This time last year, I was awaiting Victorian Premier Daniel Andrews' daily press conferences with a mix of anticipation and dread.
I was living in Bendigo, COVID-19 case numbers were rising, Melbourne and one regional area had already been plunged back into lockdown, and the rest of the state was about to follow.
Each day I'd switch on the TV or open Twitter to see how many new cases there were, how many remained active, when we might finally go back to living somewhat normal lives (spoiler: not for quite some time).
There's a sense of deja vu this winter, but I'm no longer in Bendigo: this time I'm in Wollongong, which is under the Greater Sydney lockdown.
Once again, I find myself tuning in each morning for the premier's daily update, hoping for better numbers but bracing myself for worse.
One of the more tiresome things I've experienced this time around, aside from the obvious, is the commentary about whether those under the Sydney lockdown have it as hard as others have had it.
Now it's true, I didn't experience Melbourne's lockdown, which was a few weeks longer and had a couple of extra restrictions than what was applied to the rest of Victoria.
And Greater Sydney has not lived through the number of lockdowns Victoria has seen.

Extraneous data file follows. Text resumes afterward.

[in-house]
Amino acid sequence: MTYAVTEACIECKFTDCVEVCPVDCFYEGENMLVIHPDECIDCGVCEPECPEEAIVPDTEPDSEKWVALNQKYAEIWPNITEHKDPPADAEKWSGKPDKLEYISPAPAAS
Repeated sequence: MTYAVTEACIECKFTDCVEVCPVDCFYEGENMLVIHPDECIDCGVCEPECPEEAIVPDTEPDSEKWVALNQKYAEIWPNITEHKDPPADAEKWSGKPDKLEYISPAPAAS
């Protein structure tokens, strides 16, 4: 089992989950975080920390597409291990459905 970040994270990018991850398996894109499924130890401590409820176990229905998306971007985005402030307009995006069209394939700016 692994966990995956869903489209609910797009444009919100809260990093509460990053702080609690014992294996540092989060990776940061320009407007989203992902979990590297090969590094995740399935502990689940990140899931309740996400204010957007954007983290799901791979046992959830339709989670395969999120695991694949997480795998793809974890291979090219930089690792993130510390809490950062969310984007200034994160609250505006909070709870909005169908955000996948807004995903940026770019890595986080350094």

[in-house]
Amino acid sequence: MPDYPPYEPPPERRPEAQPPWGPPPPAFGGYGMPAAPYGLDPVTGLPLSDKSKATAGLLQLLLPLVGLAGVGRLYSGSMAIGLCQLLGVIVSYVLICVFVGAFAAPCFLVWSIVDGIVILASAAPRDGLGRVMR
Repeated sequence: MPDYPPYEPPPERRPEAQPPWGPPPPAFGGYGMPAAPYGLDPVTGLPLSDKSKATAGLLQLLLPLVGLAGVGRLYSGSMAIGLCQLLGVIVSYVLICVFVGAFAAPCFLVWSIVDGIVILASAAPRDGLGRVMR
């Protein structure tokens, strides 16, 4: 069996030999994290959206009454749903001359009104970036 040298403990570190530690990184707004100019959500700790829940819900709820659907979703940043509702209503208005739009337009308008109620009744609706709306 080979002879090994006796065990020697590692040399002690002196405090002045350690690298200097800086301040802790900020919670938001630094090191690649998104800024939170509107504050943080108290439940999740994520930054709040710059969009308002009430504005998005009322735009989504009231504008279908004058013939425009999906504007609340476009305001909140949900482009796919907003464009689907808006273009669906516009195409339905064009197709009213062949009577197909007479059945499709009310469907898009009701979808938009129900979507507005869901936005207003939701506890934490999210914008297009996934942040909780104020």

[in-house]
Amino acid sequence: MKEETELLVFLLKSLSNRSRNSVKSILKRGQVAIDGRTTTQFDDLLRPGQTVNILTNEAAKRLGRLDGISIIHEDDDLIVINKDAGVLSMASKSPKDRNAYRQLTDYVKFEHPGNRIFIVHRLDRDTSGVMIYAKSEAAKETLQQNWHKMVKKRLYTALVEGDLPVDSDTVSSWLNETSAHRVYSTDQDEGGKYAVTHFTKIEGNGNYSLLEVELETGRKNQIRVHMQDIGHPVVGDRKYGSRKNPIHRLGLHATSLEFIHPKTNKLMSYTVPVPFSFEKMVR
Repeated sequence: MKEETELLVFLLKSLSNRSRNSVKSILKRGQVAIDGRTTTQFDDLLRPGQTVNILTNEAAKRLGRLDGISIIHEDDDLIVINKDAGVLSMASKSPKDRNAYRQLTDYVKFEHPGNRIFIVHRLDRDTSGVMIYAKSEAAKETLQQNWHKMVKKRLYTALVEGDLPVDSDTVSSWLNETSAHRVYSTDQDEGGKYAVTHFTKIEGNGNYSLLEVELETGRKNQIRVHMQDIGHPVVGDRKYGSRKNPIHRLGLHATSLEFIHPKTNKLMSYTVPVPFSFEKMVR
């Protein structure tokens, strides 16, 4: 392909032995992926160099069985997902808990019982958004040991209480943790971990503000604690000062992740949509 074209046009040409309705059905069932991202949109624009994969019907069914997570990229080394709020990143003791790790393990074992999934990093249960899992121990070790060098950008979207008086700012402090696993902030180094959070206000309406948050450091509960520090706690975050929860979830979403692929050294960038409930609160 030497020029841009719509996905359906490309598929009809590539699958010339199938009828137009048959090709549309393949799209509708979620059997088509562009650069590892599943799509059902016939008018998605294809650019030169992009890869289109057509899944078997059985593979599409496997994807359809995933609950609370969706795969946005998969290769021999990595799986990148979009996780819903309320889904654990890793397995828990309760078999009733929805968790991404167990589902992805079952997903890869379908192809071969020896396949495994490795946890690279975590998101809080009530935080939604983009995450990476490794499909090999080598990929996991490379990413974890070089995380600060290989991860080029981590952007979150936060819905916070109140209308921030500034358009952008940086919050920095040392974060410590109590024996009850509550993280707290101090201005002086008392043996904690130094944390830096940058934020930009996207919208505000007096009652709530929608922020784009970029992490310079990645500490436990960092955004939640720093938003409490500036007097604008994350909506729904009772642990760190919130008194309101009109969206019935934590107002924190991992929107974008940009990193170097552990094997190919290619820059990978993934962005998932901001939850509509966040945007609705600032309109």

But I can tell you that lockdown has been hard in both states, and nit-picking does not help those in the midst of it.
No matter where you are, if you've gone through any lockdown you've experienced the frustration, the uncertainty, the disappointment of cancelled plans, and the longing to see your loved ones - and of course, a lot of people are dealing with the stress of losing work or business as a result.
The pandemic hasn't been easy for any of us, even for those who have not gone into lockdown, many of whom have been separated from family and had plans thrown into disarray.
What helps everyone in these turbulent times is compassion and kindness and knowing someone is thinking of us.
So, whether your loved ones are bunkered down at home or out living their best lives, send them a quick message to check in; offer to pick up some milk and bread for your neighbour; or flash a smile (even if it's behind a mask) at the people you walk past in the street.
When the situation is looking bleak, these simple gestures actually can make all the difference.
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